A Thriving Program Amidst Dwindling Resources

Christine Lehleiter, Undergraduate Coordinator Assistant Professor of German

In recent years, our undergraduate program has undergone considerable redefinition and witnessed substantial gains. Special thanks go to Erol Boran, who coordinated the program for five years. As the new Undergraduate Coordinator, I am grateful for the groundwork laid and am excited to continue it. This Fall we experienced record enrolments, with 270 students enrolled just for our introductory language course German 100. Sadly, many more names hovered on waitlists for courses already filled to capacity. We were very lucky to receive approval from the Dean’s office to open an additional section, but we could easily have opened another two had funds been available. It is encouraging, nonetheless, to witness evidence of such sustained and strong interest in Germany - in its language, its cultural heritage, and its contemporary role in sustaining the European Union.

An important factor in the quality of our program is the dedication and talent displayed by our teaching staff. We pay close attention to pedagogical training and strive to keep teaching methods up to date. In addition to the language pedagogy seminar taught by Professor Mike Hager, we regularly offer workshops in which faculty and students present best practices for teaching language, literature, and culture. This year, we look forward to several workshops organized by language coordinator, Martina Kumanatasan, and three organized by graduate student Yasmin Aly in cooperation with the Goethe Institut Toronto. A significant portion of language teaching is delivered by our graduate students, revealing the intrinsic link in our unit between research and teaching, and between graduate and undergraduate training.

Joining our ranks this year is Maren Lorenz, the new DAAD professor at the University of Toronto. With past teaching experience at the Universities of Hamburg, Vienna, and Basel, she will deliver a truly comprehensive picture of the culture of German speaking countries. Her course next Spring traces changing definitions of the family from the Weimar Republic to the twenty-first century. Her description sounds so exciting I’d like to enrol in it myself — but I’d have to put myself on the waitlist first.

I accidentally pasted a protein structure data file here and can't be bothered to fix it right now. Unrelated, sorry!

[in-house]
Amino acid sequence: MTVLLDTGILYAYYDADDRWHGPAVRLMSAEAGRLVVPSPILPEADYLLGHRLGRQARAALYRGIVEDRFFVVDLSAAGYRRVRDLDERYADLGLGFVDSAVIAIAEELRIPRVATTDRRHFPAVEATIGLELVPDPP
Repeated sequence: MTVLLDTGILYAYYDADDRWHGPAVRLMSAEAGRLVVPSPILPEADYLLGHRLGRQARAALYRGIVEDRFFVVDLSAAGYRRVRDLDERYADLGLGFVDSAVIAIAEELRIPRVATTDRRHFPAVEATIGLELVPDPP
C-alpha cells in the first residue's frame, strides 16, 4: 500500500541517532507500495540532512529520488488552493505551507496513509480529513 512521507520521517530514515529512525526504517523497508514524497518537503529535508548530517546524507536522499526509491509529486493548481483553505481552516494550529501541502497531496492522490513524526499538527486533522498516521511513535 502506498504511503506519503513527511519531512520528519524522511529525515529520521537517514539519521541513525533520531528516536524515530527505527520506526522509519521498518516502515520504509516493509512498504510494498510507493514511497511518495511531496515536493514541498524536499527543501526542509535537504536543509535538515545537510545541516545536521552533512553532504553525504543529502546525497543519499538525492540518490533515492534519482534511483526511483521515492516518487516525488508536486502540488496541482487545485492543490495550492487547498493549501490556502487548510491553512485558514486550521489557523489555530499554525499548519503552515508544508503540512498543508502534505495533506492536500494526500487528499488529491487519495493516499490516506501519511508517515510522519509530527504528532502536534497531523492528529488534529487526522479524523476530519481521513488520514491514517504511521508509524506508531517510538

Our course evaluations place us in the top ranks among university faculty.

Backpack to Briefcase (b2b)

Monday, November 19, 17:30 – 19:00
Charbonnel Lounge, Elmsley Hall
St. Michael’s College

Let us know if you are coming

When our undergraduates finish their degrees in German Studies, they disperse in pursuit of many different career paths, but their German training generally bears some influence, as exemplified by Maria Grgic, who is pursuing a career in the confectionary arts and this summer studied European chocolate and pastry making in Luzern, Switzerland. To learn more about her journey, read her report in this newsletter. Connecting undergraduates with alumni to show them where their degree in German Studies can take them will be the focus of our upcoming “Backpack to Briefcase” event co-organized with other Modern Languages & Literatures departments and the Dean’s office. We invite you to join in this discussion and look forward to seeing many of you at this event!

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Page updated on November 12, 2012

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